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Let $X$ be a random variable taking positive values with the density function $f$.
Let $F(t) = P(X\leq t)$ be distribution function of $X$ and $$ h(t) = \int_0^{t} \frac{f(s)}{1-F(s)}\,ds$$ the so-called cumulative hazard function of $f$.

How could I show that $h(X)$ is exponentially distributed with parameter $\lambda = 1$?

I would be grateful for any ideas or suggestions. Thanks.

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A standard result says that if $Y$ is a random variable whose c.d.f. is continuous, then $F_Y(Y)$, the cumulative probability distribution of $Y$ evaluate at the random variable $Y$, is uniformly distributed on $(0,1)$, so that $\Pr(F_Y(Y) \le y)=y)$ if $0\le y\le1$. $$ \Pr(F_Y(Y)\le y) = \Pr(Y\le F_Y^{-1}(y)) = F_Y\Big(F_Y^{-1}(y)\Big) = y. $$ Some difficulties arise when $F_Y$ is not one-to-one, but they can be overcome and have probably been written up in some other question posted here. I'll see if I can find it.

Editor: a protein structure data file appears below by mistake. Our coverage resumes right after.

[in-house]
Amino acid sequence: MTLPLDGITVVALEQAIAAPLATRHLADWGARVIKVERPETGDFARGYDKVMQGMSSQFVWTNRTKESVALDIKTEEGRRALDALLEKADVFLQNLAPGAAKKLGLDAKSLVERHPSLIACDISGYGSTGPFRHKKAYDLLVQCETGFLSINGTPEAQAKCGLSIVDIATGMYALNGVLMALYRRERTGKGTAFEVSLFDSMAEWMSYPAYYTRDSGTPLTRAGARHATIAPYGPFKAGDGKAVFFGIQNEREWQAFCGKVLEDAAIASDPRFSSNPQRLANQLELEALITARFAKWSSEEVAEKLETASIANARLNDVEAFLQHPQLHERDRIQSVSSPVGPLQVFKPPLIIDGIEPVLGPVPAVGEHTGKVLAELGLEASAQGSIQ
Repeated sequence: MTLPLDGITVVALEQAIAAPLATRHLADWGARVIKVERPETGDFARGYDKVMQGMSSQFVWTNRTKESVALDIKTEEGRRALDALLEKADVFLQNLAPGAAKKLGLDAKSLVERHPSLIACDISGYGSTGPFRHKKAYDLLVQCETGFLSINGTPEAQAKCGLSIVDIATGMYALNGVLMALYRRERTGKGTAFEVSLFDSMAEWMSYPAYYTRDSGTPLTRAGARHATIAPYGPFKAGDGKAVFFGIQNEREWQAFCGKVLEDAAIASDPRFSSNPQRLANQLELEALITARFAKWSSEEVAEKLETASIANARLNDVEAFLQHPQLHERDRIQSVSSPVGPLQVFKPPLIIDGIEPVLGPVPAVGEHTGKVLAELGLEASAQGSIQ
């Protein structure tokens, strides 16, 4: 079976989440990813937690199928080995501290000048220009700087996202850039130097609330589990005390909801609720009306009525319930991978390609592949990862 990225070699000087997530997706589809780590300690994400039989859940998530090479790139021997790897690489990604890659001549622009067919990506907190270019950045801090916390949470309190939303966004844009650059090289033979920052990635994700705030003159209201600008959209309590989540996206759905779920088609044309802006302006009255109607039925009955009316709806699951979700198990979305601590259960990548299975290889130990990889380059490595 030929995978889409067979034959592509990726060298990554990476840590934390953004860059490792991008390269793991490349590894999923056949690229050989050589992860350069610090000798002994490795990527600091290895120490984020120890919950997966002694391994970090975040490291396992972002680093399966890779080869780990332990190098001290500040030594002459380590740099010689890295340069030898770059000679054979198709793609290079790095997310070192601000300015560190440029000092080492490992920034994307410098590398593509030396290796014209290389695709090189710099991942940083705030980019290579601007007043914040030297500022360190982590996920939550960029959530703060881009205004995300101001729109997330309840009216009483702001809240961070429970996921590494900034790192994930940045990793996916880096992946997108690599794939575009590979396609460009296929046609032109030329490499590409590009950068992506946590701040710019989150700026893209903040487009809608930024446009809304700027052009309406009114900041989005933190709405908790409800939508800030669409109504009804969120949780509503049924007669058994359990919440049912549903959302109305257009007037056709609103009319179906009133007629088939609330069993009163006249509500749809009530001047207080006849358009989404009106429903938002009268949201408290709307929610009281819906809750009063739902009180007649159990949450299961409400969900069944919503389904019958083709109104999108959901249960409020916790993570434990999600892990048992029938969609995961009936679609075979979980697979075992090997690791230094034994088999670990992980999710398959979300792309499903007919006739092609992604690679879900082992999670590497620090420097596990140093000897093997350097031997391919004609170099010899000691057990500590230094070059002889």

Now \begin{align} \Pr(h(X)\ge x) & = \Pr\left( \int_0^X \frac{f(s)}{1-F(s)}\,ds \ge x \right) = \Pr\left( \int_1^{1-f(X)} \frac{-du}{u} \ge x \right) \\[8pt] & = \Pr\left( -\log(1-F(X)) \ge x \right) = \Pr(F(X) \ge 1-e^x) \\[8pt] & = e^x. \end{align}

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$$\int_{0}^{t}\frac{f(s)}{1-F(s)}~ds=\int_{0}^{t}h(s)~ds$$ $$\Rightarrow [-\log (1-F(s))]_{0}^{t}=\int_{0}^{t}h(s)~ds$$ $$\Rightarrow -\log[1- F(t)]+\log [1-F(0)]=\int_{0}^{t}h(s)~ds$$ $$\Rightarrow -\log[1- F(t)]=1-\exp[-\int_{0}^{t}h(s)~ds]$$ In particular, if $h(s)=\theta \forall s >0$, then $$F(t)=1-\exp[-\int_{0}^{t}\theta~ds]=1-\exp[-\theta t],t>0$$ Then the PDF of T is $$f(t)=\theta e^{-\theta t},t>0$$ which is the PDF of Exponential Distribution with mean $\frac{1}{\theta}$. Put $\theta=1$ in your problem.

Note: $$\lim_{dt \to 0}\frac{P[t<T<t+dt|T>t]}{dt}=\frac{F'(t)}{1-F(t)}=\frac{f(t)}{1-F(t)}=H(t)$$ is known as instantaneous failure rate or hazard rate at time t.

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